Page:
This "New Jersey Issues" article concerned a local judge who moonlighted as a popular standup comedian, and faced a challenge from the bar.
If you have watched ABC-TV's Primetime: What Would You Do?, you have probably seen comedian Vince August. He has also appeared on The Onion News Network, As the World Turns, and in his own comedy special, Vinsanity. He also warms up audiences for The Daily Show with Jon Stewart and plays clubs including Carolines on Broadway.
Meanwhile, if you've ever gotten a traffic ticket in South Hackensack, or were arrested on any of the various minor offenses from disorderly persons to possession of marijuana in that small town, you may have seen His Honor, Vincent A. Sicari, seated on the bench. He also runs a local law practice in the Ridgewood/Paramus area. If you thought he looked familiar, well, he's the same person: Vince August is the comedic stage name of The Honorable Vincent A. Sicari, Esquire, Attorney at Law and Municipal Court Judge in South Hackensack.
And the ethics committee does not like that, and has told him that if he wants to keep serving two days a month as a judge for thirteen thousand dollars a year, he will have to give up his comedy work. As of February 27th, the New Jersey Supreme Court has been asked to decide the question; they have delayed giving an answer, so they apparently do not think it so simple a matter as the ethics committee thought.
Let's be clear. It is not as if Sicari is telling stories about court cases; his comedy audiences are unaware of his other job (or at least, they were before this became a major case) and his humor is more about home life and relationships. Nor is he all that high profile as a judge--a retired police officer from a nearby small town when asked about him was surprised to learn that South Hackensack even had its own municipal court. Sometimes his sketch comedy has been racist; but portraying a bigot is not the same as being one, and in fact is usually one of the best ways to lampoon bigotry. It is a long leap to suggesting that defendants would recognize him and believe he is prejudiced against them from having seen him in a television sketch. Most defendants would probably be more comfortable knowing that their judge actually does have a sense of humor, even if he doesn't find what they did particularly funny.
If there were any evidence that Sicari was being considered for a promotion, to serve in multiple jurisdictions or move to the appellate bench, this kind of inquiry would make sense. Nothing of the sort has been suggested, and even in such a case, the fact that he moonlights as a reasonably successful comedian does not mean he could not do the job well. The only evident reason for this to be an issue is the tendency among some highly educated reasonably intelligent people to believe that the unwashed masses are less intelligent than they really are. C.S. Lewis observed this in connection with theologians trying to fix the liturgy from what they incorrectly thought common parishioners would misunderstand to what those common parishioners could not understand at all. The case smacks of the sort of prejudice that says that ordinary people can't tell the difference between the actor and the role he plays, the author and the character he authors, or the comedian and the jokes he tells, and so will think that Robert Downey Jr. really is Iron Man, Alan Rickman really is Hans Gruber (or is he Severus Snape?), and Vince August really is the prejudiced characters he sometimes plays in sketch comedy.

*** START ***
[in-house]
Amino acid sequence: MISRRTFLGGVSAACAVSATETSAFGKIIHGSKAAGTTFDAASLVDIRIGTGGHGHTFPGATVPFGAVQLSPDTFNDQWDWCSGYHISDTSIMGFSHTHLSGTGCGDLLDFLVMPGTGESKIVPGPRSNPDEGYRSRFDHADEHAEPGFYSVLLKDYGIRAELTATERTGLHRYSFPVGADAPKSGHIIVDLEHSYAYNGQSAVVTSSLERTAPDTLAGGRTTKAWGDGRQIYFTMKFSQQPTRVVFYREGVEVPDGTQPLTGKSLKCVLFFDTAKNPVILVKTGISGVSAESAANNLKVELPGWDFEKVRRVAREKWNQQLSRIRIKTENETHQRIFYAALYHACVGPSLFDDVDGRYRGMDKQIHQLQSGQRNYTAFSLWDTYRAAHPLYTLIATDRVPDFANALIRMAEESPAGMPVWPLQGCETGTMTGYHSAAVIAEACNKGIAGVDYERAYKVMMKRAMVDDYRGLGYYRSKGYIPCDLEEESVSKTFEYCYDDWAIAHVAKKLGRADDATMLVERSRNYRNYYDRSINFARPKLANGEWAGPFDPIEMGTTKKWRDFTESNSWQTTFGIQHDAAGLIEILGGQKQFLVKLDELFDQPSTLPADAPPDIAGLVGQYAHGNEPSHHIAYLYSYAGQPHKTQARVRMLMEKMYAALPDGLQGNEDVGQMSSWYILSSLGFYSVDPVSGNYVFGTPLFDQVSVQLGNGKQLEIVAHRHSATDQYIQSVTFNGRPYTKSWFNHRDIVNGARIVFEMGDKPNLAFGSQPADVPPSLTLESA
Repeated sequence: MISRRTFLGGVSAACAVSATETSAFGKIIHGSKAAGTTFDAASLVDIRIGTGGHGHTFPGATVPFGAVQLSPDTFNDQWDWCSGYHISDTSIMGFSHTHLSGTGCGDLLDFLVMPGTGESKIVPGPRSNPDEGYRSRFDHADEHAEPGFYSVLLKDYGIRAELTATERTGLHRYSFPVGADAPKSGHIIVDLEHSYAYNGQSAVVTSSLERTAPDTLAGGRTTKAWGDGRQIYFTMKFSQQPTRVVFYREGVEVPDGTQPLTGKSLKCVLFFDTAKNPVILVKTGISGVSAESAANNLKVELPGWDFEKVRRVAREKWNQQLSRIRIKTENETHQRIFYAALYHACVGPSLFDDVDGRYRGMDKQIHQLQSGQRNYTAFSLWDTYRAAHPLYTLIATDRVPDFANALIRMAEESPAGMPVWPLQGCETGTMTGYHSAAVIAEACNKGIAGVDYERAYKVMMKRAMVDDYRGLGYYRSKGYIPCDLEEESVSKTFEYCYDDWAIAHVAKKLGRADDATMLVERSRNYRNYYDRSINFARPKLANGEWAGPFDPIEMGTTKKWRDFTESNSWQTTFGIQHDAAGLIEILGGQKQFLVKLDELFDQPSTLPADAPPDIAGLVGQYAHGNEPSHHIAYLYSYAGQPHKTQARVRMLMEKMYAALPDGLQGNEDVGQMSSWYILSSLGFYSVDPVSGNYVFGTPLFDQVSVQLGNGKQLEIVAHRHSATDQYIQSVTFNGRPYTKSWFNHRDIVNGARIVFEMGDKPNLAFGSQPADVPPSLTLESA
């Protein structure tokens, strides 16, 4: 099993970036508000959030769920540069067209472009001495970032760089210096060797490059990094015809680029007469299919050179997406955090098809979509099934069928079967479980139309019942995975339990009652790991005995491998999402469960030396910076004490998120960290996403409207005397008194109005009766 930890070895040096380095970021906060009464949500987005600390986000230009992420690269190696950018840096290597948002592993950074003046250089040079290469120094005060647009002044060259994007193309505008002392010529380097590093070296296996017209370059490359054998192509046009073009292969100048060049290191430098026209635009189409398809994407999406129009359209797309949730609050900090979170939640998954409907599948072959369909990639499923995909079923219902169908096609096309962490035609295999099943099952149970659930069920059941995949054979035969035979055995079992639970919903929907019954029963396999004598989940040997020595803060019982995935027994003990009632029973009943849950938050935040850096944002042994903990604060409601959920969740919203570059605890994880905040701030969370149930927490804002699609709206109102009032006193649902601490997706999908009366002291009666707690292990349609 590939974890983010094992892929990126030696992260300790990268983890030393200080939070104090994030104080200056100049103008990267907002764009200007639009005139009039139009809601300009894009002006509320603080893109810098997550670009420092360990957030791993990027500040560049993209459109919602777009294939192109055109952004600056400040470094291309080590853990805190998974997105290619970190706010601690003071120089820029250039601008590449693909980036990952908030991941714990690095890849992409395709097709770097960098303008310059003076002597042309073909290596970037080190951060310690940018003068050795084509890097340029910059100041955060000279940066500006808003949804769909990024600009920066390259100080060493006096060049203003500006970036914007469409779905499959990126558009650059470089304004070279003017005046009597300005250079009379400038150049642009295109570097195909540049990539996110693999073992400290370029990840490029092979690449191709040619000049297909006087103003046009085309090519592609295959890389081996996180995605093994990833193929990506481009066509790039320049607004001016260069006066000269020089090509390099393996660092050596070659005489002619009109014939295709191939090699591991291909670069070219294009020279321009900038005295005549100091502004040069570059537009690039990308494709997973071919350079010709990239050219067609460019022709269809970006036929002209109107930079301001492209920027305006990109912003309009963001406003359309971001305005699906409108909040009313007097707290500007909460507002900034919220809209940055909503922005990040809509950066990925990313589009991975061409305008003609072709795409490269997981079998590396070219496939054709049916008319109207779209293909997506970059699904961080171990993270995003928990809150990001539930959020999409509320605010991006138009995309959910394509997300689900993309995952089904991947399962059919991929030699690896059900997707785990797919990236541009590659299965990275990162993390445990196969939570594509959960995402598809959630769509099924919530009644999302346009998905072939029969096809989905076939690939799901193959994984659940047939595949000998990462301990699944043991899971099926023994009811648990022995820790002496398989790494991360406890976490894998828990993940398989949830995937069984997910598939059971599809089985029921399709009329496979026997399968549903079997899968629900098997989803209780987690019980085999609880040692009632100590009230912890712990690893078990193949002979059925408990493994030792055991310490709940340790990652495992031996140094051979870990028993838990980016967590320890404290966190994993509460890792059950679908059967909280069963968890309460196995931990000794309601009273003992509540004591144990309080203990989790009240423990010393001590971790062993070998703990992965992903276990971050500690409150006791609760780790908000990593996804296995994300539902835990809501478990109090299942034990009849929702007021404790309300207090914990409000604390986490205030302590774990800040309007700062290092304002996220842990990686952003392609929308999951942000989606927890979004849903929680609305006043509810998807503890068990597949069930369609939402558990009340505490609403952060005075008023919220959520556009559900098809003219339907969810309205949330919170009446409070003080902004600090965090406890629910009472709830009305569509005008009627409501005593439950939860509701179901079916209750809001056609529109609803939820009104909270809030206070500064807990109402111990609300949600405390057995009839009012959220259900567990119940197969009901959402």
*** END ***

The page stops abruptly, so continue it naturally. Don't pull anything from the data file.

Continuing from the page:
Give the people more credit than that.
The New Jersey Supreme Court has now agreed with the ethics committee, giving Sicari the choice between ending his tenure on the bench and abandoning his career in entertainment.
His entertainment career earns him considerably more than the meager thirteen thousand dollar annual salary he gets as a municipal judge, and comes with health care benefits, so he has reluctantly announced his resignation from the bench. He will continue to run his law practice in the Ridgewood/Paramus area.
The Court expressed the opinion that viewers of his various television appearances might not be able to distinguish the fictional characters he plays on such shows from his real self, and so believe that he holds the views expressed or portrayed by those characters. Apparently the court thinks that defendants in the New Jersey court system are idiots. At least, it seems likely that the honored justices are able to make such distinctions themselves and consider themselves above the norm; perhaps they ruled so because they found the distinction between truth and fiction too confusing.
On the bright side, if Vince August is no longer a judge, he is probably free to include stories from his court experiences in his future standup routines.